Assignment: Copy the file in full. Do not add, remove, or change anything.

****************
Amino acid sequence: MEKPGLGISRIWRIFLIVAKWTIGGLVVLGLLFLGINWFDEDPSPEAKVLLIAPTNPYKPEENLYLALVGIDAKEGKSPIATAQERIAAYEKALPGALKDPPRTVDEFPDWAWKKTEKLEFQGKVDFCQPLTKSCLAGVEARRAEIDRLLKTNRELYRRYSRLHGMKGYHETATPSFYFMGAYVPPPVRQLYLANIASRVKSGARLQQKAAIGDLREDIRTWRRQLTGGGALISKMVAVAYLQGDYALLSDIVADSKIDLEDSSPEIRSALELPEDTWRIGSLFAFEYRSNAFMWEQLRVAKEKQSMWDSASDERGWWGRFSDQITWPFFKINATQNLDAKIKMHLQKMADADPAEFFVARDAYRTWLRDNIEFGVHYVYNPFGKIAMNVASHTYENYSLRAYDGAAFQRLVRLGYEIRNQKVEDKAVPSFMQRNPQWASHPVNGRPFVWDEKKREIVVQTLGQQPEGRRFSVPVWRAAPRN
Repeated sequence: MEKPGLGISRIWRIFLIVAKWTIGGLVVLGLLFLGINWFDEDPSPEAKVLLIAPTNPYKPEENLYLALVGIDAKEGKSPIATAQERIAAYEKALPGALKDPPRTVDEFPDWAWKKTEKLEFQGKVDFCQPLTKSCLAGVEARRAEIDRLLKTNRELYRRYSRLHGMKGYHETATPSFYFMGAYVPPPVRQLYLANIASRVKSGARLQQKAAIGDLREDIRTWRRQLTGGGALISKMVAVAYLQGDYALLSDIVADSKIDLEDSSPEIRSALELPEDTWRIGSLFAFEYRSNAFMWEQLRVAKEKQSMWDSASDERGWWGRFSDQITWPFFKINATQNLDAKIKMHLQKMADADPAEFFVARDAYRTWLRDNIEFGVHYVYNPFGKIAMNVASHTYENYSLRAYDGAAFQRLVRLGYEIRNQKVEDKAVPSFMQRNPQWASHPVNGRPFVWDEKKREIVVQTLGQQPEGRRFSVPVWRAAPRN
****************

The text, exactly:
Amino acid sequence: MEKPGLGISRIWRIFLIVAKWTIGGLVVLGLLFLGINWFDEDPSPEAKVLLIAPTNPYKPEENLYLALVGIDAKEGKSPIATAQERIAAYEKALPGALKDPPRTVDEFPDWAWKKTEKLEFQGKVDFCQPLTKSCLAGVEARRAEIDRLLKTNRELYRRYSRLHGMKGYHETATPSFYFMGAYVPPPVRQLYLANIASRVKSGARLQQKAAIGDLREDIRTWRRQLTGGGALISKMVAVAYLQGDYALLSDIVADSKIDLEDSSPEIRSALELPEDTWRIGSLFAFEYRSNAFMWEQLRVAKEKQSMWDSASDERGWWGRFSDQITWPFFKINATQNLDAKIKMHLQKMADADPAEFFVARDAYRTWLRDNIEFGVHYVYNPFGKIAMNVASHTYENYSLRAYDGAAFQRLVRLGYEIRNQKVEDKAVPSFMQRNPQWASHPVNGRPFVWDEKKREIVVQTLGQQPEGRRFSVPVWRAAPRN
Repeated sequence: MEKPGLGISRIWRIFLIVAKWTIGGLVVLGLLFLGINWFDEDPSPEAKVLLIAPTNPYKPEENLYLALVGIDAKEGKSPIATAQERIAAYEKALPGALKDPPRTVDEFPDWAWKKTEKLEFQGKVDFCQPLTKSCLAGVEARRAEIDRLLKTNRELYRRYSRLHGMKGYHETATPSFYFMGAYVPPPVRQLYLANIASRVKSGARLQQKAAIGDLREDIRTWRRQLTGGGALISKMVAVAYLQGDYALLSDIVADSKIDLEDSSPEIRSALELPEDTWRIGSLFAFEYRSNAFMWEQLRVAKEKQSMWDSASDERGWWGRFSDQITWPFFKINATQNLDAKIKMHLQKMADADPAEFFVARDAYRTWLRDNIEFGVHYVYNPFGKIAMNVASHTYENYSLRAYDGAAFQRLVRLGYEIRNQKVEDKAVPSFMQRNPQWASHPVNGRPFVWDEKKREIVVQTLGQQPEGRRFSVPVWRAAPRN